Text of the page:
Many dogs lead restricted lives because they do not come back when called so it is worth investing the time and trouble to build a strong recall so that you have the confidence to let your best friend enjoy some freedom. WARNING: Keep your dog safe, avoid using a flexi lead or letting him/her off lead right next to a busy road. 

  • If your dog seems reluctant to come close to you/crumples into a heap on the floor by you/approaches very slowly, it could be that your body language is a little intimidating to him/her. Standing very square/leaning towards the dog/maintaining direct eye contact can make him/her reluctant to enter your personal space. If this is the case, try turning slightly away as you call or sit/squat down so that your body language is more inviting.
  • To begin training the recall, every time you remember that you have a dog, call him/her to you, ask for a sit, touch his collar/neck and reward with food and praise. It's a good idea to keep back part of the dog's daily food ration and repeat the recall many times every day in the early stages. Stroke and talk to the dog, initially giving a small piece of food every few seconds. It is essential that he/she learn to want to stay with you until given permission to leave again.
  • When the dog understands the game, vary the type and timing of the rewards given. (See also the section on Rewards). Clip the lead on and off so that he/she will learn to accept this quietly, in controlled conditions at home. It is very irritating to have your dog bounce away every time you try to clip on his lead in the park!
  • Establish a good recall at home before expecting your dog to return from exciting smells or other dogs in the park. Your dog needs to have learned that you are the greatest source of fun and reward before you move the recall to an exercise area.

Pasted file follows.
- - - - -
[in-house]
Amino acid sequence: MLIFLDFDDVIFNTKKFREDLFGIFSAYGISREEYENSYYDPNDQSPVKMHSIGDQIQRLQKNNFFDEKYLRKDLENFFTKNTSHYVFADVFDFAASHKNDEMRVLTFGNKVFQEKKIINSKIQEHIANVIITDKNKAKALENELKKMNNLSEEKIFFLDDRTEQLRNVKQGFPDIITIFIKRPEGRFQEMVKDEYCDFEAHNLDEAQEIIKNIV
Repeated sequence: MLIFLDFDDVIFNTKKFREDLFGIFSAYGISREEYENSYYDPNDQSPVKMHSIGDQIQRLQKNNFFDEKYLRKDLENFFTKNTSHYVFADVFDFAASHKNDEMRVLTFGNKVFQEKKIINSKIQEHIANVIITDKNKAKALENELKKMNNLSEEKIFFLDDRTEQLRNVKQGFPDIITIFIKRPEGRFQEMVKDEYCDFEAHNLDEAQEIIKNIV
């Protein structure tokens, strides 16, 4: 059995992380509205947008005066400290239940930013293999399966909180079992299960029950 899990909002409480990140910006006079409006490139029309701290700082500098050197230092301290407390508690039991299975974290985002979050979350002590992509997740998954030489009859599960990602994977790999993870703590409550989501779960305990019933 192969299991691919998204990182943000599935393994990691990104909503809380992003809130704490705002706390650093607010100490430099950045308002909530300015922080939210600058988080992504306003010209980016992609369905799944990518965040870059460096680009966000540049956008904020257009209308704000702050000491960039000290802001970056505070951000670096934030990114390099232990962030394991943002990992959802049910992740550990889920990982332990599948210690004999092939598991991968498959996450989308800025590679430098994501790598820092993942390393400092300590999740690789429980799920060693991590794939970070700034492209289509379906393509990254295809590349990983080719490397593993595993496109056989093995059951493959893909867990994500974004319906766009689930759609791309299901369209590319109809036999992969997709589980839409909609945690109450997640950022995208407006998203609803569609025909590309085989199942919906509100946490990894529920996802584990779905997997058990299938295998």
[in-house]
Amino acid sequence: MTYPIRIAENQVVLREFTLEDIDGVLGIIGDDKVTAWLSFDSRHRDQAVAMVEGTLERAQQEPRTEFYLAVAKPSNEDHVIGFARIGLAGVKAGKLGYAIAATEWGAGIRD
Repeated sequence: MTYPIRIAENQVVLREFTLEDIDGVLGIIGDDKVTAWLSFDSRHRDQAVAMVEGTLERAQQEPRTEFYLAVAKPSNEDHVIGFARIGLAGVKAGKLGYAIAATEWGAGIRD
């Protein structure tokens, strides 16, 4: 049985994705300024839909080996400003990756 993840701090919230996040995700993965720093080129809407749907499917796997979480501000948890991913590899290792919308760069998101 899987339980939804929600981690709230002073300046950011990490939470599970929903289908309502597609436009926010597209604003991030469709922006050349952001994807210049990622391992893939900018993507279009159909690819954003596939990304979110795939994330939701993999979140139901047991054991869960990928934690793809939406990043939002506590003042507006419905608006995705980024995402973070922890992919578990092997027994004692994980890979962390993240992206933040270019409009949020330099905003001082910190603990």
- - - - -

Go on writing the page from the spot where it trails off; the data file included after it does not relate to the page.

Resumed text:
• It is important to aim for success. When you are ready to start practising in the park, begin when there are no major distractions nearby. Call and as the dog looks round at you he/she should see that you have begun to move away. This will trigger the dog's natural response to follow. Moving towards the dog as you call will encourage the dog to move further away. Change direction frequently and recall lots of times, reward (remember to vary the reward), sometimes clip the lead on and walk a few yards and then release again. Avoid taking the same route around the exercise area and putting the lead on to go home at exactly the same point. Most recalls should mean a game, fuss, treats or freedoms again - not lead on and home.
  • Progress to practising with distractions at a distance. Remember to aim for success at every stage and only gradually increase distractions.

If you already have a problem recalling your dog when out in the park, it may be helpful to re-train the recall exercise using a long line.


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©  Marie Miller - Tellington TTouch Instructor